Another idea arising from Catholic fundamentalism is the traditionalist dogmatization of every point of discipline, especially in the form of the Mass. They insist that every decision on liturgical form is of the greatest importance and urgency, and they speak as if their subculture in the Church were the only competent authority on the subject. All who disagree are treated as villains. They ridicule and denigrate their fellow Catholics who disagree on liturgical form, treating them with open contempt. And they do the same on every point of doctrine where any Catholic disagrees, even Popes and Councils.
Catholic fundamentalism is found in many areas of theology, whereby the adherent oversimplifies the subject, treats every point as dogma, and villainizes all who disagree. Unfortunately, much theology (if it can be so called) is being written by anonymous persons online, who make many grave errors by oversimplification. And they generally do not accept correction or instruction, because they have oversimplified every point. They represent themselves as understanding much, though they have studied little — but this is possible only by oversimplification. They oversimplify so they can represent themselves as if they were qualified to teach and correct on every topic in religion, despite their ignorance. And if you disagree — especially if you disagree by presenting a complex and subtle theological argument — they make personal attacks and villainize you.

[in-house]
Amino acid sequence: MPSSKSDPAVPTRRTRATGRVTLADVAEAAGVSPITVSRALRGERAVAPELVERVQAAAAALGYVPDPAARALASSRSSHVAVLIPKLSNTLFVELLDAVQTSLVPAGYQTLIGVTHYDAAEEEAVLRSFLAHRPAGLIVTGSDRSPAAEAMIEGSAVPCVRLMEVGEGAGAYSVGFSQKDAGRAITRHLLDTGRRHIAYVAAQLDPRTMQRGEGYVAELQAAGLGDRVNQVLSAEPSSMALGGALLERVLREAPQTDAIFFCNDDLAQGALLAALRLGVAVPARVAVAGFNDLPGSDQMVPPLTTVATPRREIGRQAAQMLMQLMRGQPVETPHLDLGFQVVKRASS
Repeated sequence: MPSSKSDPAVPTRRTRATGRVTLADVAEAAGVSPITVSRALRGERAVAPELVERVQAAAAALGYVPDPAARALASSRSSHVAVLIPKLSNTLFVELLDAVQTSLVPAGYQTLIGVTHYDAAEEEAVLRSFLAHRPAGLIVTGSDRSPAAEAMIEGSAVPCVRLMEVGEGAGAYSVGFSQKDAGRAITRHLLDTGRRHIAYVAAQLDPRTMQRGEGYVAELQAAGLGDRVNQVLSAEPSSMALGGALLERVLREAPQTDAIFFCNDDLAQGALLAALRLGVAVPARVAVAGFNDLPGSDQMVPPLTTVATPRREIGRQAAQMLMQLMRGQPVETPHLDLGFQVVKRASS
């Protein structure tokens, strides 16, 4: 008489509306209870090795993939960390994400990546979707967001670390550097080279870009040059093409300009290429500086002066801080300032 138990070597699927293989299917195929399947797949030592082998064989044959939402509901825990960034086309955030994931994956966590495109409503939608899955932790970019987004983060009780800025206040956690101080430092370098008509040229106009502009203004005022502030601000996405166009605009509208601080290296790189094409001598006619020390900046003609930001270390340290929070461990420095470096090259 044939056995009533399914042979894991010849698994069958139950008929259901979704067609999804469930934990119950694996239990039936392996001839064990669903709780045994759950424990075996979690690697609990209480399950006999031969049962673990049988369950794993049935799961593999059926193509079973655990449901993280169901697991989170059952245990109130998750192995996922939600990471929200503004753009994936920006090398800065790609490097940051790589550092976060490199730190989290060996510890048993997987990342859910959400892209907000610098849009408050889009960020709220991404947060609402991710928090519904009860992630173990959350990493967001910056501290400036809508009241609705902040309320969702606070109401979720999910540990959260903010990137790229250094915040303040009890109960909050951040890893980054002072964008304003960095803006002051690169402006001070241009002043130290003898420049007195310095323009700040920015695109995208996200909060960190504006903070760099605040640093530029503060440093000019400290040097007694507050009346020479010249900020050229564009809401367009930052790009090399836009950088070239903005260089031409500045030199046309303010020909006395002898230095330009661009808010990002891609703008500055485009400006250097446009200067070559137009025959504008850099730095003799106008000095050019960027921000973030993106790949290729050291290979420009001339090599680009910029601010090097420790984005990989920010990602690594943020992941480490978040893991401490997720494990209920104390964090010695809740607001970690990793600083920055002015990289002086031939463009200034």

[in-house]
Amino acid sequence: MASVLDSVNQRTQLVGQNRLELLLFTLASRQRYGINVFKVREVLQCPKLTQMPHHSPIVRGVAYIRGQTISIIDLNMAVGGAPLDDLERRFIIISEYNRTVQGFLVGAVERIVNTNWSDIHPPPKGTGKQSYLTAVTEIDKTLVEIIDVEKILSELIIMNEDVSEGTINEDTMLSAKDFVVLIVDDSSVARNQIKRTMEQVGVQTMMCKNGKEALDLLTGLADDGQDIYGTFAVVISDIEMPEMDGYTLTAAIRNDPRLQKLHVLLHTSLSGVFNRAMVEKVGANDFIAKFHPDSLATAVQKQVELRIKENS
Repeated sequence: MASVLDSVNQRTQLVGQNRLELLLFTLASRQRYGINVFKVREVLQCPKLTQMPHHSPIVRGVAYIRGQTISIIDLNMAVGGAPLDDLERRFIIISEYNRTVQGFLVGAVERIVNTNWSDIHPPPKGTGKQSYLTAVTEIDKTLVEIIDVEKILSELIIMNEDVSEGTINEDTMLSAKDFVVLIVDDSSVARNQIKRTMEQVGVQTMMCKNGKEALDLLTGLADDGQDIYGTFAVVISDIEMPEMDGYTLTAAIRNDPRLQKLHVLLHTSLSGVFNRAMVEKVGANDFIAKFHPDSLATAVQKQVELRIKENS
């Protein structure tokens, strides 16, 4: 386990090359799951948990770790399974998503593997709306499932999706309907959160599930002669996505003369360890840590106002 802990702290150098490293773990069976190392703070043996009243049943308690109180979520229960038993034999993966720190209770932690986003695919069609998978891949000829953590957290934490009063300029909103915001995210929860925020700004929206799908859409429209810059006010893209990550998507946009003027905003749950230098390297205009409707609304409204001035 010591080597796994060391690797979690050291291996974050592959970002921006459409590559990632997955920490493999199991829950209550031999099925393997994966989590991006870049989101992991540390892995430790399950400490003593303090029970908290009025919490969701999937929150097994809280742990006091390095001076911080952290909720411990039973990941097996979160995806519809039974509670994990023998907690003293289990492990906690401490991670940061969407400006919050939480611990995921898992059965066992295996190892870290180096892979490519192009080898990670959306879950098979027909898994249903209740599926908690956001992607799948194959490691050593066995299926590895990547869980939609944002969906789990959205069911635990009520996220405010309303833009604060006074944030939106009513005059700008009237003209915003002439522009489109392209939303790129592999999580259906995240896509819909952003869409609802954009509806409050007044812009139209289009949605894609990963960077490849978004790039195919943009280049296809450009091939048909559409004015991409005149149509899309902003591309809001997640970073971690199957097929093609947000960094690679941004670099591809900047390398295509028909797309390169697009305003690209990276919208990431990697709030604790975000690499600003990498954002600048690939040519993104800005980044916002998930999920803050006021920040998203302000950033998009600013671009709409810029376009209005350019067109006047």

Over at Creative Minority Report, Pat Archbold villainizes Pope Francis for proposing ideas contrary to Pat’s own oversimplified understanding of Catholicism. The presumption that Archbold understands Catholicism better than the Pope is typical of the arrogance and self-exaltation of fundamentalists. They assume that their own understanding cannot be wrong; their every assertion is treated as dogma. And if anyone disagrees, he must be a villain, even if he is the Pope.
Archbold has exalted himself as judge over Second Vatican Council, calling it: “the Council that endeavored to make the Holy Catholic Faith and its practice as protestant as possible” and making other negative references to the Council. He exalts himself as judge over Pope Francis. He speaks as if the whole Faith were simple and clear and dogmatic, as if he could not possibly have misunderstood, as if an Ecumenical Council or a Pope could not possibly have a better understanding. And that is an example of fundamentalism.